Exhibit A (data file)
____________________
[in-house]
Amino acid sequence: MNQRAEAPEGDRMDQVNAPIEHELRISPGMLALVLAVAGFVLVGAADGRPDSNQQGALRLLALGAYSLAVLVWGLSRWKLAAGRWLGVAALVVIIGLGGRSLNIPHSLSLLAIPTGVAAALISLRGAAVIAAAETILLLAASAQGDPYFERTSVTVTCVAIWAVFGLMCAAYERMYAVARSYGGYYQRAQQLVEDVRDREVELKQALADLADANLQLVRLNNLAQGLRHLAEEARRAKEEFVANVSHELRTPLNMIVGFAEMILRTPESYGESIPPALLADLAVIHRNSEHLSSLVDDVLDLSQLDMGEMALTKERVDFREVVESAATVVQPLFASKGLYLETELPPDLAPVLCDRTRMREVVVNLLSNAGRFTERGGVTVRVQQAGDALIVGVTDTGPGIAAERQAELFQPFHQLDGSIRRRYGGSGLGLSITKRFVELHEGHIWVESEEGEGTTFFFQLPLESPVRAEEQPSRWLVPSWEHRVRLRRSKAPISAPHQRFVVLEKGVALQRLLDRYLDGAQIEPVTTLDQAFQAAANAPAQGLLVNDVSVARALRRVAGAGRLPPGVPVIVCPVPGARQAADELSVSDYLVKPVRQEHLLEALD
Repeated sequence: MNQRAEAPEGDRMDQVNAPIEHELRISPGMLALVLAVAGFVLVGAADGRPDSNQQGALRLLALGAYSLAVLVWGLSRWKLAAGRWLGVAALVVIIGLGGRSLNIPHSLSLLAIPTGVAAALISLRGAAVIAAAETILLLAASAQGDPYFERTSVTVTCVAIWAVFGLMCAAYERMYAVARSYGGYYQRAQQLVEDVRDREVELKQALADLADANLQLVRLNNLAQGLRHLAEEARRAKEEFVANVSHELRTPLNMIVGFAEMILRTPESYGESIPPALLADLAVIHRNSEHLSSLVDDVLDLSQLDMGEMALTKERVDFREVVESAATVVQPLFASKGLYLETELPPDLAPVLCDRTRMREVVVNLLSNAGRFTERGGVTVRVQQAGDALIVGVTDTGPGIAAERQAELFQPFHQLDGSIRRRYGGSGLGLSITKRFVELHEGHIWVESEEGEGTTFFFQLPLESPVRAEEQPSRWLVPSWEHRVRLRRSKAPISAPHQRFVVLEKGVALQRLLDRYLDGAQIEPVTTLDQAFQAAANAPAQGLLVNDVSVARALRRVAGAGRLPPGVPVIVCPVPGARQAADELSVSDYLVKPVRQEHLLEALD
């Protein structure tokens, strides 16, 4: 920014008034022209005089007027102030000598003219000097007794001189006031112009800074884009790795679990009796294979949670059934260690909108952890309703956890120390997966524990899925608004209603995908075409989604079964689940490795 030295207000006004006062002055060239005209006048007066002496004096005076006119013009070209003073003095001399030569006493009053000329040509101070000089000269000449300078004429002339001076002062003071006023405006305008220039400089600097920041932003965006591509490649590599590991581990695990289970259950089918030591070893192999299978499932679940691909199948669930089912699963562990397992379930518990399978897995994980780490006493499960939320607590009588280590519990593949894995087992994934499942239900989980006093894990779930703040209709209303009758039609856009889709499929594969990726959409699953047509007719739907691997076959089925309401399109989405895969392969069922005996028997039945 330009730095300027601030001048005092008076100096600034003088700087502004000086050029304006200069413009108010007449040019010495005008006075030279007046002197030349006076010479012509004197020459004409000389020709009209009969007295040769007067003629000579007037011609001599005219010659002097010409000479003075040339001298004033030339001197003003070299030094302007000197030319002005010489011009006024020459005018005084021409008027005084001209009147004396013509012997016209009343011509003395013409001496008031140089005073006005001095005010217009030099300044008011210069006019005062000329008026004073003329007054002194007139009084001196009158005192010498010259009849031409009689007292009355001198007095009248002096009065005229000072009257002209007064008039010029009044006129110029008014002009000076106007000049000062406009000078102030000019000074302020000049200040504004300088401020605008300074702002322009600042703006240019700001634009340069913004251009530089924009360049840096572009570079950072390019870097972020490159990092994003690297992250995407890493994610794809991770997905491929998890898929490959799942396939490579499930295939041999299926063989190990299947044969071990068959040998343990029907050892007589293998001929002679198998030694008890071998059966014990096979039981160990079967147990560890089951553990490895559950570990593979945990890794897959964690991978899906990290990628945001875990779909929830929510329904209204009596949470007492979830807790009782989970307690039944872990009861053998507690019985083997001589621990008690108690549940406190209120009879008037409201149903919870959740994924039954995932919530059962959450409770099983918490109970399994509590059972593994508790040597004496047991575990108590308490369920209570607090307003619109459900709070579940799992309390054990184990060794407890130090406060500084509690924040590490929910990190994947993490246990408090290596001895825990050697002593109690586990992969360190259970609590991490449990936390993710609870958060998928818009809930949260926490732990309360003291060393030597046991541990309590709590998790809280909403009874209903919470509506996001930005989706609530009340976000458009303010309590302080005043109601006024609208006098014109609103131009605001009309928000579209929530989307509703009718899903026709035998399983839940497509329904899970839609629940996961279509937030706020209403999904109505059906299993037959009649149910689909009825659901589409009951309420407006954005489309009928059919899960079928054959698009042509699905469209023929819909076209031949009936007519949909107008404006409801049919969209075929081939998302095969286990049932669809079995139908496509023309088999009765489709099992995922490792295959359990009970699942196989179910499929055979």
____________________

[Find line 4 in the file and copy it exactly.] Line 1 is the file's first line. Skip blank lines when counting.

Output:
């Protein structure tokens, strides 16, 4: 920014008034022209005089007027102030000598003219000097007794001189006031112009800074884009790795679990009796294979949670059934260690909108952890309703956890120390997966524990899925608004209603995908075409989604079964689940490795 030295207000006004006062002055060239005209006048007066002496004096005076006119013009070209003073003095001399030569006493009053000329040509101070000089000269000449300078004429002339001076002062003071006023405006305008220039400089600097920041932003965006591509490649590599590991581990695990289970259950089918030591070893192999299978499932679940691909199948669930089912699963562990397992379930518990399978897995994980780490006493499960939320607590009588280590519990593949894995087992994934499942239900989980006093894990779930703040209709209303009758039609856009889709499929594969990726959409699953047509007719739907691997076959089925309401399109989405895969392969069922005996028997039945 330009730095300027601030001048005092008076100096600034003088700087502004000086050029304006200069413009108010007449040019010495005008006075030279007046002197030349006076010479012509004197020459004409000389020709009209009969007295040769007067003629000579007037011609001599005219010659002097010409000479003075040339001298004033030339001197003003070299030094302007000197030319002005010489011009006024020459005018005084021409008027005084001209009147004396013509012997016209009343011509003395013409001496008031140089005073006005001095005010217009030099300044008011210069006019005062000329008026004073003329007054002194007139009084001196009158005192010498010259009849031409009689007292009355001198007095009248002096009065005229000072009257002209007064008039010029009044006129110029008014002009000076106007000049000062406009000078102030000019000074302020000049200040504004300088401020605008300074702002322009600042703006240019700001634009340069913004251009530089924009360049840096572009570079950072390019870097972020490159990092994003690297992250995407890493994610794809991770997905491929998890898929490959799942396939490579499930295939041999299926063989190990299947044969071990068959040998343990029907050892007589293998001929002679198998030694008890071998059966014990096979039981160990079967147990560890089951553990490895559950570990593979945990890794897959964690991978899906990290990628945001875990779909929830929510329904209204009596949470007492979830807790009782989970307690039944872990009861053998507690019985083997001589621990008690108690549940406190209120009879008037409201149903919870959740994924039954995932919530059962959450409770099983918490109970399994509590059972593994508790040597004496047991575990108590308490369920209570607090307003619109459900709070579940799992309390054990184990060794407890130090406060500084509690924040590490929910990190994947993490246990408090290596001895825990050697002593109690586990992969360190259970609590991490449990936390993710609870958060998928818009809930949260926490732990309360003291060393030597046991541990309590709590998790809280909403009874209903919470509506996001930005989706609530009340976000458009303010309590302080005043109601006024609208006098014109609103131009605001009309928000579209929530989307509703009718899903026709035998399983839940497509329904899970839609629940996961279509937030706020209403999904109505059906299993037959009649149910689909009825659901589409009951309420407006954005489309009928059919899960079928054959698009042509699905469209023929819909076209031949009936007519949909107008404006409801049919969209075929081939998302095969286990049932669809079995139908496509023309088999009765489709099992995922490792295959359990009970699942196989179910499929055979």